The first glimpse into this idea I think I ever knew of was in a fictionalized tale I read for my Women in Literature class back in college.  Comfort Woman by Nora Okja Keller is a fictionalized story of a Korean woman who had been sold by her own sister to be a “Comfort Woman” to Japanese soldiers during WWII.  The conditions were terrible and I was shocked by what I read.  I knew the story was fiction, but it had to be based off some truth, right?  Sometimes I would randomly think back on that.

Then I watched this video by Love 146 in church one Sunday, and it reminded me of that novel, only this was definitely real.

Since then I slowly began to research this modern day slavery.  I even was part of a 200 mile running relay race where my team decided to use the race to raise awareness and funding for Love 146.  My husband and I began to feel compelled by God towards doing more, but we haven’t really known what or how to do anything.  The mission trip I am about to embark on to Costa Rica will be a chance for me to work with the Rahab Foundation, an organization helping survivors from the sex trade to recover and rebuild their lives.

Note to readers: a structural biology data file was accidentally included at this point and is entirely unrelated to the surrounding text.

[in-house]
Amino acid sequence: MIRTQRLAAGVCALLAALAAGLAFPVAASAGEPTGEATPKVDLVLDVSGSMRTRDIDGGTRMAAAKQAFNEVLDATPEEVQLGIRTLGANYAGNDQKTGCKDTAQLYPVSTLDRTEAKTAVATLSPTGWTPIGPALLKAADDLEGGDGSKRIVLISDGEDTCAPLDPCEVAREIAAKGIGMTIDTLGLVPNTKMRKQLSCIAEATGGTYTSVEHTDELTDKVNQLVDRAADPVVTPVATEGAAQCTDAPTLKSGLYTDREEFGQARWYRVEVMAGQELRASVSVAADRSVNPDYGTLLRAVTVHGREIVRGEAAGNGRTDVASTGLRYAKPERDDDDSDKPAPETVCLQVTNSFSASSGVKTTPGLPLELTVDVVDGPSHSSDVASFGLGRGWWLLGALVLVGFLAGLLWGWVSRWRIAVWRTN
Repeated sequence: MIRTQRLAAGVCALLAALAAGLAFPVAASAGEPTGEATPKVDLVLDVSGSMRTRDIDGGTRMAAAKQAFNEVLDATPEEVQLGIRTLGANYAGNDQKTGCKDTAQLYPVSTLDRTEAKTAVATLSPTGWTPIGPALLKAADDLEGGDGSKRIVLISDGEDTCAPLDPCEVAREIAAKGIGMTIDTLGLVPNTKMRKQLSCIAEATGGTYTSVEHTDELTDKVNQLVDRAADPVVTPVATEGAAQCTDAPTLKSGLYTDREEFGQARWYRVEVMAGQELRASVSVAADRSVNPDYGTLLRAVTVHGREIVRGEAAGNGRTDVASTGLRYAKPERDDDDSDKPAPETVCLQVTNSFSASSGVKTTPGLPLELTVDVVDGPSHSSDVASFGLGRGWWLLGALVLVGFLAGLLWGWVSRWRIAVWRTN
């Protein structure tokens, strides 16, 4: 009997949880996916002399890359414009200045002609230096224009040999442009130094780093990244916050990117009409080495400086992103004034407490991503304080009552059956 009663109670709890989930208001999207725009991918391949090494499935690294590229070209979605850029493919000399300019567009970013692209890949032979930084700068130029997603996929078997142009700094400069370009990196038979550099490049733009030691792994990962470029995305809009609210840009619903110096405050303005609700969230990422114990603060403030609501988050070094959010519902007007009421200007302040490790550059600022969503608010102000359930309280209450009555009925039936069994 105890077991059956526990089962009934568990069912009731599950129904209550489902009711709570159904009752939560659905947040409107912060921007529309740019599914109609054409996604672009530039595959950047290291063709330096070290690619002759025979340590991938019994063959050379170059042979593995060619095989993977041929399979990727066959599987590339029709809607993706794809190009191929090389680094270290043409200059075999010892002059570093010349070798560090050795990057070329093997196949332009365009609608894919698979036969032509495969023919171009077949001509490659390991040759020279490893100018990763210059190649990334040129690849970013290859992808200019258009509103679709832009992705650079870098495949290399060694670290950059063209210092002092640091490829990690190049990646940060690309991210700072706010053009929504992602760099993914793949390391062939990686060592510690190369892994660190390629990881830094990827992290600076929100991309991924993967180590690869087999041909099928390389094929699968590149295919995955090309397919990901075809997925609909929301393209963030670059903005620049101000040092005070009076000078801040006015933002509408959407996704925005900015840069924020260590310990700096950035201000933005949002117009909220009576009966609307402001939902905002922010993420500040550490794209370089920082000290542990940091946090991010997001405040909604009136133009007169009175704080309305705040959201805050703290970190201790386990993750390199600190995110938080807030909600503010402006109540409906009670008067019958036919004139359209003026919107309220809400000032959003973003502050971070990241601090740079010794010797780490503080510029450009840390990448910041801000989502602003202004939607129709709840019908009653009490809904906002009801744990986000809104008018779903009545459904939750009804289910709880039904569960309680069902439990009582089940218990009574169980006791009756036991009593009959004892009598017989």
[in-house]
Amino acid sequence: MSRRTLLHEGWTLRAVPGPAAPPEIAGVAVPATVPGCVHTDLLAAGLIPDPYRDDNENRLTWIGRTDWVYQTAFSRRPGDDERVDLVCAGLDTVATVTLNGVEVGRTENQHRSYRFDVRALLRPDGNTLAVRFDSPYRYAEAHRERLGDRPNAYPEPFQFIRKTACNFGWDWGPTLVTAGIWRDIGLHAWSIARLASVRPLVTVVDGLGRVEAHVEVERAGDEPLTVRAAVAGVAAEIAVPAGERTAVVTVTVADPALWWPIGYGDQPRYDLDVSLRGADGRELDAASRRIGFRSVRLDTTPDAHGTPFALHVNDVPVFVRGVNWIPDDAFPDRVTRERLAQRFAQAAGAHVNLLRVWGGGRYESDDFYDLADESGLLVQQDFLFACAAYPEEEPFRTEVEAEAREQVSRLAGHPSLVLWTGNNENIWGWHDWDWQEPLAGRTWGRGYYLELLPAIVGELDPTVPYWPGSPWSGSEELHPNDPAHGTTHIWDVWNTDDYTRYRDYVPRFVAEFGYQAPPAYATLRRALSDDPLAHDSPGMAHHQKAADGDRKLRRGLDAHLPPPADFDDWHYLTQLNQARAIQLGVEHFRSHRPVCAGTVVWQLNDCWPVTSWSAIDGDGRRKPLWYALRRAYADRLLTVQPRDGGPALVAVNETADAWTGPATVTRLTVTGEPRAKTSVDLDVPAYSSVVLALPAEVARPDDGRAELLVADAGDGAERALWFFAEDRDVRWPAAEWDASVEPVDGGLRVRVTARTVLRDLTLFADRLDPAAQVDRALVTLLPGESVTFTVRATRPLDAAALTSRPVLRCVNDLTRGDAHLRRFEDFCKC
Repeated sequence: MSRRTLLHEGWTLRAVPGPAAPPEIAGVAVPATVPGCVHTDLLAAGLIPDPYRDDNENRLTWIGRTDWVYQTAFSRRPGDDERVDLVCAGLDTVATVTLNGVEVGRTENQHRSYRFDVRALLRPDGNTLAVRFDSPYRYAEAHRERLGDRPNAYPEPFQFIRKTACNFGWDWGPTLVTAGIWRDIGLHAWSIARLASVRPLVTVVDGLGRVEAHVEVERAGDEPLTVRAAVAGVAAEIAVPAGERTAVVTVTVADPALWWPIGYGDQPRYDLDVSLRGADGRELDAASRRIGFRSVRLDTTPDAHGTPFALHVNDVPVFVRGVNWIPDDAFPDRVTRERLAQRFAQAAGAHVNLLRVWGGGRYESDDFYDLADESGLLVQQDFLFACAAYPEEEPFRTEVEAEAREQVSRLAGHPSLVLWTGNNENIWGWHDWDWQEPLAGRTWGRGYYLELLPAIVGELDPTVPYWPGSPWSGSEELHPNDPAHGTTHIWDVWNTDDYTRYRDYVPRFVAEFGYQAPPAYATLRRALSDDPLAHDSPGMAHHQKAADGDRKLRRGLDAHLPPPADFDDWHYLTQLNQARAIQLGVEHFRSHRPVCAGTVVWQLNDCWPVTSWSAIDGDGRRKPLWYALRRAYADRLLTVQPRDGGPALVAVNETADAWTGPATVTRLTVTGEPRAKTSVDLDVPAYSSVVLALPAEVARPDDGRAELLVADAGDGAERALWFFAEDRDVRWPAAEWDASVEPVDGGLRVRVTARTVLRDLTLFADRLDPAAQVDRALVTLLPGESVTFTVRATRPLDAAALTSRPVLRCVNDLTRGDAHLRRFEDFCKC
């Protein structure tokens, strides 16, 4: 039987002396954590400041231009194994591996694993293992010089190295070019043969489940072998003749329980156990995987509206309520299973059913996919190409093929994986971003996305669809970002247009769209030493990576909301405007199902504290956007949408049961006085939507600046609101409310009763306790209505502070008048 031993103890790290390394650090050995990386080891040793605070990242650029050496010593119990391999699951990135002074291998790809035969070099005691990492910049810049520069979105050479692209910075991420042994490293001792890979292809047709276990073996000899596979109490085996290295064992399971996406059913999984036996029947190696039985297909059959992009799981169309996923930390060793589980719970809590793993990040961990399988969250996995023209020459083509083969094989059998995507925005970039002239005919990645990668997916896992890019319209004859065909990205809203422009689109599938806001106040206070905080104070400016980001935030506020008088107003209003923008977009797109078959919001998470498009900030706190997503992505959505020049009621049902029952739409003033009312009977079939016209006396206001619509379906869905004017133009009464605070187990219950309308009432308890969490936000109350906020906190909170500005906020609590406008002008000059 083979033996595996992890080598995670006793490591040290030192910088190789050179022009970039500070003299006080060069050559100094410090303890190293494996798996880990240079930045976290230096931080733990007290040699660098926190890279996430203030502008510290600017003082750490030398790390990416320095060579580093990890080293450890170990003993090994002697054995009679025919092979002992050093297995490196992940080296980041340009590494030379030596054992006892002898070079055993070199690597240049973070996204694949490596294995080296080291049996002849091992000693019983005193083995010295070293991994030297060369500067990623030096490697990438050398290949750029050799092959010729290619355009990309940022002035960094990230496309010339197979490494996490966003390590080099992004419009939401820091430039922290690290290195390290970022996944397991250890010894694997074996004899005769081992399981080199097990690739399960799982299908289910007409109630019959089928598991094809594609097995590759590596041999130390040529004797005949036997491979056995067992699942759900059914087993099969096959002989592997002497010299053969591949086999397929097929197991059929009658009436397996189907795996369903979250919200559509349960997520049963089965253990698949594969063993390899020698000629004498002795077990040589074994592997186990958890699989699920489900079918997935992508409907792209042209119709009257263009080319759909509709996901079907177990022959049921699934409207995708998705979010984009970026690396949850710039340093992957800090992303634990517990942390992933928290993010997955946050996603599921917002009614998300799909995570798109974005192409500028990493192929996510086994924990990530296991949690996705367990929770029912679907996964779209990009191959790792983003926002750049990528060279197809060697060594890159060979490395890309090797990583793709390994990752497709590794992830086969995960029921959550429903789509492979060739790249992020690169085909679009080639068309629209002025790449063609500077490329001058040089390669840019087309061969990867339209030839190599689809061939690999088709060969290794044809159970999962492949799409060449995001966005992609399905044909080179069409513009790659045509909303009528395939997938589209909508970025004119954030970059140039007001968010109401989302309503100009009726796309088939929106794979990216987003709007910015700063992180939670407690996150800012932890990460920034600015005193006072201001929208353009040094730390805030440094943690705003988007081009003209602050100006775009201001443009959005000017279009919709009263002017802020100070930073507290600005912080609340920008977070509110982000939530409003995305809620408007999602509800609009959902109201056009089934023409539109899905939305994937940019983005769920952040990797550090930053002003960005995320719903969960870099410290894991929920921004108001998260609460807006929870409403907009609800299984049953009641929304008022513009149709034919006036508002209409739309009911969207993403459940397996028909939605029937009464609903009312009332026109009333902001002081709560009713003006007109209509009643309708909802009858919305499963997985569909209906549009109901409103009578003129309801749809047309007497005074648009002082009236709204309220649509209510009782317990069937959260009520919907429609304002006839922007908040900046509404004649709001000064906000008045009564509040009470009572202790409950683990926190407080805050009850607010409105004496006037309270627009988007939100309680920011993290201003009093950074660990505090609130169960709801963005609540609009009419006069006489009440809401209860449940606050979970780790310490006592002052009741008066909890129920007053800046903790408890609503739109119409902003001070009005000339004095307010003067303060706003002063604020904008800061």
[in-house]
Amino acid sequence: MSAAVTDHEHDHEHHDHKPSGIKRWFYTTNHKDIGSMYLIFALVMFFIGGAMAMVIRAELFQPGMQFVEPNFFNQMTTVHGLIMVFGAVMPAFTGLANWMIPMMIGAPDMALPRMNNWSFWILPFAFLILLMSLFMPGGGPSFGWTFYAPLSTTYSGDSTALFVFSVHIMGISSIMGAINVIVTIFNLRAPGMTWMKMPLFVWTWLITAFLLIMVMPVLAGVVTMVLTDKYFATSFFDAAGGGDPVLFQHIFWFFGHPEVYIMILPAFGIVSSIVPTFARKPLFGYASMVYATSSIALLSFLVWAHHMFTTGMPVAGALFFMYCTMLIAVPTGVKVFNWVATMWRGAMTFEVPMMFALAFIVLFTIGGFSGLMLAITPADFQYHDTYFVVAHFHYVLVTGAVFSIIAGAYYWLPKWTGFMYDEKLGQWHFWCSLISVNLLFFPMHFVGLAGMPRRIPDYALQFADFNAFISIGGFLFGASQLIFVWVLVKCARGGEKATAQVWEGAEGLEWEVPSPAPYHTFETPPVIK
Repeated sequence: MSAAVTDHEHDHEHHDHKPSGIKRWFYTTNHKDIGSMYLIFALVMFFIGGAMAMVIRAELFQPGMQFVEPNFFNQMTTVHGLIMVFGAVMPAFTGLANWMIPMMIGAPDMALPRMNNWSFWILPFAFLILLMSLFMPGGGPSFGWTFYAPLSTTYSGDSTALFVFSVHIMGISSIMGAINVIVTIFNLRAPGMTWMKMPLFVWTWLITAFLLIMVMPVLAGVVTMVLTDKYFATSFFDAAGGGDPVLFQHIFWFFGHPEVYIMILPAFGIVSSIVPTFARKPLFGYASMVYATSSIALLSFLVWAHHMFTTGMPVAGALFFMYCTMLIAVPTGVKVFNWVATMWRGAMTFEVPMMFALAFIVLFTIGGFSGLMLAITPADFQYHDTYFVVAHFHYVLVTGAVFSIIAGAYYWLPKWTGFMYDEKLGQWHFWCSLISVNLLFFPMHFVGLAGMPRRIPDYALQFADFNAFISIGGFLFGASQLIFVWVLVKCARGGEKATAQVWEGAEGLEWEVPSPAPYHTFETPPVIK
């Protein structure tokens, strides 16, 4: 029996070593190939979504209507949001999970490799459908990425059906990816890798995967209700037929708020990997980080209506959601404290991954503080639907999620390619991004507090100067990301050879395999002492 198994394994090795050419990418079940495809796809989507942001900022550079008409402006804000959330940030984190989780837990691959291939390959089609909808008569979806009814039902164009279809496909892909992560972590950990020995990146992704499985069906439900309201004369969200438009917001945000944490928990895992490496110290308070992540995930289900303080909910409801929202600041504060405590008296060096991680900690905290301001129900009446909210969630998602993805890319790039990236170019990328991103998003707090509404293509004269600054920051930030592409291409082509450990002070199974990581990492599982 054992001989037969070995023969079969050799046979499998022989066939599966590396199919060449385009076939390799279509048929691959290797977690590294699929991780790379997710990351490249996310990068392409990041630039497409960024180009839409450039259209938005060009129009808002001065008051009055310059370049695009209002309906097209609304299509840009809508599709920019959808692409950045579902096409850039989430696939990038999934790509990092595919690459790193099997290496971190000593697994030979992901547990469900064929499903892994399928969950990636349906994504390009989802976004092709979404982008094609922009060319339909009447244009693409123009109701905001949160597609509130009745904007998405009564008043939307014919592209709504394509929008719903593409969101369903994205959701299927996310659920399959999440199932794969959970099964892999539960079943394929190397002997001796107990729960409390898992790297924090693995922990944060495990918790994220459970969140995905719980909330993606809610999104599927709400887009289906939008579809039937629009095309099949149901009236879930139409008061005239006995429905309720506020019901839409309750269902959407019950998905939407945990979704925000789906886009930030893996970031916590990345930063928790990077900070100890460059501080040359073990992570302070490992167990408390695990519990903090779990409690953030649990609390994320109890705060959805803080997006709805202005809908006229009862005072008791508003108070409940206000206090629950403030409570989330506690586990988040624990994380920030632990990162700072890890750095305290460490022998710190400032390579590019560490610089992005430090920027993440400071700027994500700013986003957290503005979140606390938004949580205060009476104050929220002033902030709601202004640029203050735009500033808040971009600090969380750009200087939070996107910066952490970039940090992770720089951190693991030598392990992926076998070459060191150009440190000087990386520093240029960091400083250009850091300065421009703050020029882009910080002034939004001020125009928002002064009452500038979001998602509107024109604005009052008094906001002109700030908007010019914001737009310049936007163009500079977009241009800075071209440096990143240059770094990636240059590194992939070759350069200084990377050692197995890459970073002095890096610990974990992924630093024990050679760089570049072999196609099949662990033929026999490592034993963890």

Like I said, I’ve felt for a while now that there is a future for me in this fight somewhere, alongside my husband.  But when I watched that documentary last night, all the little questions and doubts I had been having about whether it was a real calling or not completely left me, to the point where I could almost physically feel it (yeah, I know that’s weird).  I know that I cannot imagine myself doing anything else with the rest of my life but helping to put an end to this worldwide crime and to do what I can to work with these girls and women and to give them hope…

to give them God…

to share with them my favorite scripture… Jeremiah 29:11  For I know the plans I have for you,” declares the Lord, “plans to prosper you and not to harm you, plans to give you hope and a future. (NIV)

One of the women in the film who had been prostituted, but was rebuilding her life mentioned something about being a princess because her father is God, the King of kings.  The only way most of these women can ever get out of the mindset they have been put into is to have hope, and for most of them the only place they can find hope that deep is through Jesus.  Maybe you think that’s just a bunch of crazy religious fanatical stuff, but why is it people always have the instinct, whether they think they believe in God or not, to cry out to Him in their times of need?